We followed three or four ways that saw investments coming in. One was addressing the very issue of why the country was not stable. For us, it was divisionism and addressing what the people wanted, which was hope for the future and stability. Addressing that was very important and took us a lot of time to do. Fixing governance and fighting corruption. Today, Rwanda is ranked among the least corrupt countries. In many fragile contexts, you will find corruption thriving because there is no rule of law and order. For us fixing that was very important and bringing people along to that amid the division to fight it. To do that we had to tap into the strengths of the communities. There is something that we call homegrown solutions. As you think about socio-economic development, we had to look at some of the areas that the community has that can be built upon to create value. One example is the one cow one family project. Rwandans love keeping cows. Having a cow is an asset. How do you address key issues using that tradition by giving everyone a cow, then when an offspring is born the next family gets it? That addresses many things. One is milk for nutrition. We had a huge problem of stunting that we had to address. Also being able to use it as an economic asset. Milk to sell for money and also being able to live with your local community. The next example is how you bring old partners together to play their roles. For that, you have to organize. The problem with a fragile context is that everyone wants to come in and do their things such as NGOs with their agenda, and international organizations, the World Bank, and the IMF have theirs.
A country has to be very clear about what it wants and everybody else must be part of that. Rwanda did that very well. We defined what we wanted to do and where the priorities were. For example, for agriculture, we wanted fertilizer and land consolidation, and seeds for our farmers. If you want to help this is what you help in. I remember there was one organization that wanted to give food, we said that we don’t need food. Instead, we said we want our farmers to be empowered and to be able to grow their food. This international organization couldn’t distribute food and they had to take back the food out of the country. That was a lesson. If you want to work with us let’s organize ourselves. If you don’t organize yourself the killings will continue and even investments can’t thrive over time.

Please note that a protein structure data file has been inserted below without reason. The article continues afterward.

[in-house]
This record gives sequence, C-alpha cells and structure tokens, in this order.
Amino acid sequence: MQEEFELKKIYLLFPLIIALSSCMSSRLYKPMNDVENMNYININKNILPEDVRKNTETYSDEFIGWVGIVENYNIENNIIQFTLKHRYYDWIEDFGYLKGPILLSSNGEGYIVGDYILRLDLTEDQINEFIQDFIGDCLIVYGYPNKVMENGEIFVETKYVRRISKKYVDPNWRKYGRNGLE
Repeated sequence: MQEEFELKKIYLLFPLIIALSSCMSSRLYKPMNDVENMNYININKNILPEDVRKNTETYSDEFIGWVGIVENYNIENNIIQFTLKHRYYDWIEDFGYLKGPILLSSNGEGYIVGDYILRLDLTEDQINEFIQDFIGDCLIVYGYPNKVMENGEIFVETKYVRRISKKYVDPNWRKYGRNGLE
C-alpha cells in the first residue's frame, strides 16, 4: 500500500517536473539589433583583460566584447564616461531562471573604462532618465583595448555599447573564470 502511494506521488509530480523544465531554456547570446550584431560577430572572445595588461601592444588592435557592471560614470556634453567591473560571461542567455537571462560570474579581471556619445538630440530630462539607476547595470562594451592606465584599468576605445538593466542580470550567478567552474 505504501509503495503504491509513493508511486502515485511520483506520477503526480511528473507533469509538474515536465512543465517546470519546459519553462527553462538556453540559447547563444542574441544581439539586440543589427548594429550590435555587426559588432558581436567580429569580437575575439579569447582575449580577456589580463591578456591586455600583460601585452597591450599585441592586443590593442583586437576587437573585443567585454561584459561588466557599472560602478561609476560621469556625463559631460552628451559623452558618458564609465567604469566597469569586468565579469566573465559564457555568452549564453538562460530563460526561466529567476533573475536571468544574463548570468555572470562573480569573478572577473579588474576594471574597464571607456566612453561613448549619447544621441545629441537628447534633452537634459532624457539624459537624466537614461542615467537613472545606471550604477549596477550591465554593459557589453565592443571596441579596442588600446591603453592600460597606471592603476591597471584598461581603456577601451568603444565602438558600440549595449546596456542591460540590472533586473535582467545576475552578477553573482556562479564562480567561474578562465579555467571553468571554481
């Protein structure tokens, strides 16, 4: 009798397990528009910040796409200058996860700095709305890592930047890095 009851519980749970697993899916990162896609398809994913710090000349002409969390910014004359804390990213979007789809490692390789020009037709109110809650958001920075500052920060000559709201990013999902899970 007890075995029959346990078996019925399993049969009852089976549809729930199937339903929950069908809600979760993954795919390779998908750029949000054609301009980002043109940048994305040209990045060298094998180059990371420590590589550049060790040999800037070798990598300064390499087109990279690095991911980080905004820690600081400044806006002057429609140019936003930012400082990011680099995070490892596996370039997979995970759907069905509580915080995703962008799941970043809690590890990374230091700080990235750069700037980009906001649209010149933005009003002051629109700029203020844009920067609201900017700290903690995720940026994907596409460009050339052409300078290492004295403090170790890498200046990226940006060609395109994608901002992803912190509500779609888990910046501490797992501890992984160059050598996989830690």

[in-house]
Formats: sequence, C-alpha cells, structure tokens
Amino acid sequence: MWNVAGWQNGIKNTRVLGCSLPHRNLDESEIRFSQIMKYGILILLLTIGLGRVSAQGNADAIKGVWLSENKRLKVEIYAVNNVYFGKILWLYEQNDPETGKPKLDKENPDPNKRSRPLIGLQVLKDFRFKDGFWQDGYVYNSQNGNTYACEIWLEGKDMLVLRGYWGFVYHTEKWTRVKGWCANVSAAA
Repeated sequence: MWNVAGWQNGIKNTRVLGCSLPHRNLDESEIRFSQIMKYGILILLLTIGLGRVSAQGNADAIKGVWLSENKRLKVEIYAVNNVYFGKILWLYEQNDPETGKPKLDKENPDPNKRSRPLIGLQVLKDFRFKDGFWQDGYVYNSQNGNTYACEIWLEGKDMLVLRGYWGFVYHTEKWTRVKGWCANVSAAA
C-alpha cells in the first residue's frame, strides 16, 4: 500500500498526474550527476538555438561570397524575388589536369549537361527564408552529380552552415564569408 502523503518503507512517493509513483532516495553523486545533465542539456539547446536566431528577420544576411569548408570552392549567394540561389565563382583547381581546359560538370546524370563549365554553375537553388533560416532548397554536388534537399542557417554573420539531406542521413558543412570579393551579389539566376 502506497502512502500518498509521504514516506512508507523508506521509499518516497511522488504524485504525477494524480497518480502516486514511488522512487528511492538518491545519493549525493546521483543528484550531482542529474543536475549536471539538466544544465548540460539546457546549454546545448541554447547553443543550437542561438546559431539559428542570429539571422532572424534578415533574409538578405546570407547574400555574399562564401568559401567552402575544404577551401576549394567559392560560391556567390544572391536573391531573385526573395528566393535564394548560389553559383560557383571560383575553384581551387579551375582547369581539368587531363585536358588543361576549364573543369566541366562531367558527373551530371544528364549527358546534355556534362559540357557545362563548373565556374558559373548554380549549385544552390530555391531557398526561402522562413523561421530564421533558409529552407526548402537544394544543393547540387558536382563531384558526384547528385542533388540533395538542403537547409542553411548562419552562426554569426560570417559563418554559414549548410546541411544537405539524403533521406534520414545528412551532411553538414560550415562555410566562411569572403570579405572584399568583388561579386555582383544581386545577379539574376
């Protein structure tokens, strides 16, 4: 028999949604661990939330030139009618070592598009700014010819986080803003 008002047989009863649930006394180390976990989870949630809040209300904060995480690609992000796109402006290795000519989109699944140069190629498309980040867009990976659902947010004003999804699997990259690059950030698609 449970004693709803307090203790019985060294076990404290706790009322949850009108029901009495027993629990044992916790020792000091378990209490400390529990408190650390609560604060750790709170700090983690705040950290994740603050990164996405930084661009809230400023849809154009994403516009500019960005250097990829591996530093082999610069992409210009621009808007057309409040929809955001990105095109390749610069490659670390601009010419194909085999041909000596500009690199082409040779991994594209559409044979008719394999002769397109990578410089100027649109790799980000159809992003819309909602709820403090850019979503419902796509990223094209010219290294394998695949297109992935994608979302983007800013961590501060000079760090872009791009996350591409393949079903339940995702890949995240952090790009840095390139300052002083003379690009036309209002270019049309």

The other one is how you use public investment. We invested very much in public infrastructure. The first telecom company that came to the country was public investment. The first hotel that was built in Rwanda was public investment. Everybody criticized the decision. Today, there is Marriot, Radisson, Park, and Serena in the country. It was very important to use public investment to demonstrate how to de-risk that sector so that others can come in.
A country has to be very clear about what it wants and everybody else must be part of that. Rwanda did that very well.
Raj Kumar – De-risking is a keyword in this debate.
Clare Akamanzi – We also brought in philanthropic organizations. Today, the Howard Buffet Foundation is in Rwanda. When they asked us what we needed we asked for a school of conservation agriculture in which they invested. I think clarifying and defining what you want and being able to bring investors is helpful. Lastly, building a conducive business environment will help the private sector to come in. The private sector will come in but the government has to do a lot of de-risking. When we invested a lot in public investment, we were able to demonstrate. Today, we have 15 banks that are private and all the hotels are private. Yet before that, the government had to invest to make it attractive, removing regulations. It takes just six hours to register a business whereas ten years ago it would take a month. From a month to six hours, being able to get a property within two weeks, before which it used to take a year. Progressively removing regulations and obstacles to business and making Rwanda attractive for business ends up attracting investments as well.